mTOR/p21 pathway is involved in murine MK differentiation and ploidization upon TPO stimulation
To better understand the mechanisms by which the mTOR/p21 pathway regulates MK differentiation and ploidization, murine MK progenitors obtained from wild-type (wt), CdknIb (p27)–/–, and CdknIa (p21)–/– mice were grown in the absence or in the continuous presence of 100 nM Rapa. As shown in Figure 5A, the number of CD41+CD42+ cells was about 3-fold decreased by Rapa in wt (n = 3, P < .008) and CdknIb (p27)–/– mice (n = 3, P < .008), but a little less (about 2-fold) in CdknIa (p21)–/– mice (n = 3, P < .002). As shown by annexin V and 7AAD staining, this decrease in mature MKs was not caused by an increase of apoptosis in the culture (Figure 5A) (P < .004 for wt; P < .05 for CdknIb (p27)–/–; and P < .01 for CdknIa (p21)–/– mice). We then evaluated whether p21 was involved in the decrease in ploidy induced by Rapa by comparing the ploidy level of cultured MKs from wt, CdknIb (p27)–/–, or CdknIa (p21)–/– mice. After Rapa treatment, the decrease in mean ploidy was over 30% both in wt (n = 4, P < .001) and CdknIb (p27)–/– (n = 3, P < .003) MKs, whereas it was less pronounced in CdknIa (p21)–/– MKs, only 14% (n = 3, P < .017) (Figure 5B, Table 1). These results provide strong evidences that p21 is involved in the regulation of megakaryopoiesis via the mTOR pathway.
Difference in ploidy, %
|WT||29.8 ± 1.6||4||< .001|
|CdknIb (p27)-/-||36 ± 7||3||< .003|
|CdknIa (p21)-/-|| 14 ± 3 || 3 || < .017 |
Difference in ploidy, %
|WT||29.8 ± 1.6||4||< .001|
|CdknIb (p27)-/-||36 ± 7||3||< .003|
|CdknIa (p21)-/-|| 14 ± 3 || 3 || < .017 |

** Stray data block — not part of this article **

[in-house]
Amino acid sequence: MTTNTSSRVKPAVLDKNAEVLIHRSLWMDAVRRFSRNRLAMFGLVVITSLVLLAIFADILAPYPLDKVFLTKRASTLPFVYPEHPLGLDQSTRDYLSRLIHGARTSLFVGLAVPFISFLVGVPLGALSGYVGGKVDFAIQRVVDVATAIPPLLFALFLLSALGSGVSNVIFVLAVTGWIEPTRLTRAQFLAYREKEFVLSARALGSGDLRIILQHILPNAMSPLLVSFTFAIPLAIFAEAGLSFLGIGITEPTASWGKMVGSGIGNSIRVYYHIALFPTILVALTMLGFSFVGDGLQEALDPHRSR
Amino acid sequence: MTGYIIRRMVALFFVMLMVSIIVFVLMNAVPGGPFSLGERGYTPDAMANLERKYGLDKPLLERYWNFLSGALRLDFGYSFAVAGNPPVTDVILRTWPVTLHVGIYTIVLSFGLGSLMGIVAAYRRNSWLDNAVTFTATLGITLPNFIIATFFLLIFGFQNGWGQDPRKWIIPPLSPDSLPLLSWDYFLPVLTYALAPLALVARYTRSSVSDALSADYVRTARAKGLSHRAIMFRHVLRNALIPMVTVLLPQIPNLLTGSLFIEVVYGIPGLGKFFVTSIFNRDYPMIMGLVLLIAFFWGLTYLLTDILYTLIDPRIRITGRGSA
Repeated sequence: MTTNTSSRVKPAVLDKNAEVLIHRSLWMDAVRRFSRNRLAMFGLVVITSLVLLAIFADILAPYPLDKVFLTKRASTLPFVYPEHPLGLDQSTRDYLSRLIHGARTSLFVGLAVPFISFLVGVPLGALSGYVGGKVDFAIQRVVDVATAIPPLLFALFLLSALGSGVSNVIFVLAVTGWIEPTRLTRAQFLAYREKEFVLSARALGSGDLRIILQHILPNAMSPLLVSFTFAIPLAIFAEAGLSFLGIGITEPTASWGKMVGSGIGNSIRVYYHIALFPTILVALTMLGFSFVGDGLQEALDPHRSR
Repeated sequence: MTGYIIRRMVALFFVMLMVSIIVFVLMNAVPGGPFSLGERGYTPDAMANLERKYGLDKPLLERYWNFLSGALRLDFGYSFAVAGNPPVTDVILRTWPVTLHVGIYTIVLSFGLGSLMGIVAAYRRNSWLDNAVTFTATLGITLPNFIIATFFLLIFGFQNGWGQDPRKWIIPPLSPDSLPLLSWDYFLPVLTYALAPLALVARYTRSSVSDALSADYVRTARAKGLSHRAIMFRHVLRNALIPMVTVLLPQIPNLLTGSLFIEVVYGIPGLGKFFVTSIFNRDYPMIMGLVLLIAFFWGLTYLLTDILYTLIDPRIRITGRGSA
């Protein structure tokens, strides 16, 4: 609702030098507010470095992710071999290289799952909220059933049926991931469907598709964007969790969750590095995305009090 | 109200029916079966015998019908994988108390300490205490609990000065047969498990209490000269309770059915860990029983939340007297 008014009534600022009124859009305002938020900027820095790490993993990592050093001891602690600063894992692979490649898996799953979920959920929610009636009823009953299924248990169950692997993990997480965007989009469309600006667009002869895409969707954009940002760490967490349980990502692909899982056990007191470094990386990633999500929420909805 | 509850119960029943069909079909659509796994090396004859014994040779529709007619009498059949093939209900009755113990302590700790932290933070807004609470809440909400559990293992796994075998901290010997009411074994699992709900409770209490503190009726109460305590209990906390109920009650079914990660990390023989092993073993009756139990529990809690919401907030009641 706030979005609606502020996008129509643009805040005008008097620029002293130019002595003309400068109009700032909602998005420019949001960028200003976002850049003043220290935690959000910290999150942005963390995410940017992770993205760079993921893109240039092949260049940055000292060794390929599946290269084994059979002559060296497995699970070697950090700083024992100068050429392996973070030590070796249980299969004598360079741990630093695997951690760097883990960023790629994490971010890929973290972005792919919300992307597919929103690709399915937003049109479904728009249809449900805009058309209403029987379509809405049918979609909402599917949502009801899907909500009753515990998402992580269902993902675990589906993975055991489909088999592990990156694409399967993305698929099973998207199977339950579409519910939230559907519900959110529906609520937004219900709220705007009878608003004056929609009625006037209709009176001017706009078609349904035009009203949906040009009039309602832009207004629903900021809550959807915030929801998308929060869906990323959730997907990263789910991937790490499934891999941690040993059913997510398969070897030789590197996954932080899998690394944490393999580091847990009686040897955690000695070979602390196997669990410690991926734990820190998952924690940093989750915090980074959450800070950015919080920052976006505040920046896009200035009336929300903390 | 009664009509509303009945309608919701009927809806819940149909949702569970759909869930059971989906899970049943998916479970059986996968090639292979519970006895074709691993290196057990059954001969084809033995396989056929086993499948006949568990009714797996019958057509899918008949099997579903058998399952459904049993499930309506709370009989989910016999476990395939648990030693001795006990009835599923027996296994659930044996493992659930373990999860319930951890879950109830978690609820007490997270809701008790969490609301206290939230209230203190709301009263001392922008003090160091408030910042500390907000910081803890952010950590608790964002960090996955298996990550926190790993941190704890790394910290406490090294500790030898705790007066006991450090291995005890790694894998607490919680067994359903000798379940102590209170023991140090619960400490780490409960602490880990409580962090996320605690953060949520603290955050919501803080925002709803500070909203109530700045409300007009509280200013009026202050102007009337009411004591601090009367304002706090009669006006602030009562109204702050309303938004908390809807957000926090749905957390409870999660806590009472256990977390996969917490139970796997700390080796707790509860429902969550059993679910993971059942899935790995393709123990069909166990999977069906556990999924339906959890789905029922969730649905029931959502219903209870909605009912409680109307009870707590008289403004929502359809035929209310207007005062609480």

Data represents the difference in mean ploidy of murine MKs grown with TPO alone or TPO + Rapa. Results are expressed as the mean ± SEM.
The mTOR pathway is involved in the regulation of cell growth and proliferation by activating the G1/S transition in different cell systems (reviewed in Inoki et al22 ). Herein, we investigated whether this pathway plays an important role in the regulation of megakaryocytopoiesis. Megakaryocytopoiesis is a very particular model in which, after a stage of proliferation, MK precursors switch toward an endomitotic process characterized by a series of discrete G1-S-G2 phases. Each G2 phase is followed by an incomplete mitosis leading to the absence of karyokinesis and cytokinesis. Thus, in this cellular model, at each cycle of polyploidization there is a transition from G1 to S phase, which may be regulated in way similar to a normal mitosis. In addition, polyploidization is a manner to increase cell size at even a higher level than the rise in DNA content. As platelets result from the fragmentation of MK cytoplasm, an increase in the cell volume leads to a marked increase in platelet production. Therefore, in this peculiar model, it was important to understand the role of the mTOR pathway both on the cell proliferation and cell growth.